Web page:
We will continue our walk where we left off at the end of part one of “Walking the New Forest”.
We left the old Oak behind crossed a clearing and followed a pathway through Beech trees as we aimed for an old wooden gate.
The gateway afforded us views of an open area with few trees and most of those were now of Birch, our native Betula pendula.
Ferns within the wooded area tended to be the Hard Fern variety but once out in the more open and much drier heathland the main ferns were our common Bracken. The Bracken was showing signs of changing into its autumn coat but the Hard Fern is an evergreen and keeps its leathery deep green coloured fronds.
We took an indistinct path which led us diagonally towards a little wooden bridge which enabled us to cross a ditch. As we crossed wet muddy patches we found signs of life, bicycle tracks left by previous human visitors and prints of deer
Crossing the footbridge we aimed for a distant stand of brightly coloured Silver Birches.
Leaving the heathland behind we crossed over a gravel track that led to a forestry worker’s house and entered a new inclosure of forest. The trees here started off as a selection of mixed deciduous native trees, but before too long conifers crept in. Slowly these dark pines took over completely and we found ourselves walking in dark woodland. Little grew beneath these trees as they blocked out the sunlight. The fresh smell of our native broadleaves was replaced by a resinous aroma reminiscent of pine household cleaners. Less inviting a smell than the warming and welcome scents of our native broadleaves.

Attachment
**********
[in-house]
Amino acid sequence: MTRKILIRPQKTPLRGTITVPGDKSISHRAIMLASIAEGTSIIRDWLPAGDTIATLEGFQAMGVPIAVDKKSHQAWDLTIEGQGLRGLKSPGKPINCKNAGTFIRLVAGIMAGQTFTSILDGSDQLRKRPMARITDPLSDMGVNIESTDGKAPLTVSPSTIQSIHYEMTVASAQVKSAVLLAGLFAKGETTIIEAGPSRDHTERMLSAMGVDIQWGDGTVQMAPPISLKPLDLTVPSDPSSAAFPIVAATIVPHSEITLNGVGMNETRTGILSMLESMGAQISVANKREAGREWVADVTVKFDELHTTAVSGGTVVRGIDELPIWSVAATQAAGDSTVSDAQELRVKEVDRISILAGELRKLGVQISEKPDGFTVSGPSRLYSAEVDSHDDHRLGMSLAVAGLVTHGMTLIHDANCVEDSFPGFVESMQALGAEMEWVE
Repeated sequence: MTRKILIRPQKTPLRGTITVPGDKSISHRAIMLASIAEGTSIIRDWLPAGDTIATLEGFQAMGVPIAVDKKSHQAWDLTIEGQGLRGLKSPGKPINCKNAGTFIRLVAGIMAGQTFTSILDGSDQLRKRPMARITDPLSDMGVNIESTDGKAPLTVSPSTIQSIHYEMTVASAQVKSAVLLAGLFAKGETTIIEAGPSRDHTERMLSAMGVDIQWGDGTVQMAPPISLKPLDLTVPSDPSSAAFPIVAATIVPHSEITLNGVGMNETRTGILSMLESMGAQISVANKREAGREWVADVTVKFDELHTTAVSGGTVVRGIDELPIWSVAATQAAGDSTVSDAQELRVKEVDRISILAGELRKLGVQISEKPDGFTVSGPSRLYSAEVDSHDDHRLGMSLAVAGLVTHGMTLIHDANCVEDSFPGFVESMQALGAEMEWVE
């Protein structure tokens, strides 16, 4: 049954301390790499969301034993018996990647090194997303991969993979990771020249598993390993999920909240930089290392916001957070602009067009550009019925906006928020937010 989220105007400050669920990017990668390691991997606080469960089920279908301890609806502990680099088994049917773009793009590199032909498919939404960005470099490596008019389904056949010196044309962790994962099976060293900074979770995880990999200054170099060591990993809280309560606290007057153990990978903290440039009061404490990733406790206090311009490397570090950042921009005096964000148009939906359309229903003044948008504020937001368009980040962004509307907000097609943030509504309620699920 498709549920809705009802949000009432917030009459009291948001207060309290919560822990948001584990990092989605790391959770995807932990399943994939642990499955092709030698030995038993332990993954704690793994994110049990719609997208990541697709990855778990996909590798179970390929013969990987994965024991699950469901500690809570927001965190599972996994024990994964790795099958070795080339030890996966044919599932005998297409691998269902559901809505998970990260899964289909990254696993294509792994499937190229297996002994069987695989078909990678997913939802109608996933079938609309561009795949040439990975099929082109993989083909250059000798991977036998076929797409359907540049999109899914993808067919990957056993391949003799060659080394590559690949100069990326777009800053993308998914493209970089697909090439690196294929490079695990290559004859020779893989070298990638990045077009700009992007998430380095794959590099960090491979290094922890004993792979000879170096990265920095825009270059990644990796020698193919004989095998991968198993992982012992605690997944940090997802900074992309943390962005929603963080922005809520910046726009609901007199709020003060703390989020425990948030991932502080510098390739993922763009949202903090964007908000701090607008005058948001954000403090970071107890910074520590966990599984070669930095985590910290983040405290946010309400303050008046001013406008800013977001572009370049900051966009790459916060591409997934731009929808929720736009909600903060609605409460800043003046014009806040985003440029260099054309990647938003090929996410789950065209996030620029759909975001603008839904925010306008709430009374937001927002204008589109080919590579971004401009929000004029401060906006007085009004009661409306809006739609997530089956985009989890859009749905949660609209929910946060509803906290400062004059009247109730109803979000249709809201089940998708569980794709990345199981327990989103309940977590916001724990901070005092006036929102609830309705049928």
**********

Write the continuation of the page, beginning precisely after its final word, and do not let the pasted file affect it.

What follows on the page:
The path we were following suddenly met a crossroads where a clearing allowed more light through to reach us and the forest floor. Foxgloves appeared both as first year rosettes of leaves preparing to flower next year and as seed heads, the remains of this years flowers and the promise of more Foxgloves to come.
We looked up from the bench where we sat enjoying our coffee break and noticed the bright leaves of Sweet Chestnuts and beneath them we discovered their nuts, nut cases and fallen leaves. We were entertained by the loud noise of rutting stags roaring through trees and the gentler sounds of the diminutive Goldcrests high in the branches of the conifers.
The final leg of our walk took us along forestry tracks through the conifers and then back into the brighter world of native deciduous trees.
Just before finding the car park we passed alongside a line of huge conifers blown down in strong winds, a line of destruction.
We really enjoyed our first experience of the world of the New Forest. We had plenty more planned for our break.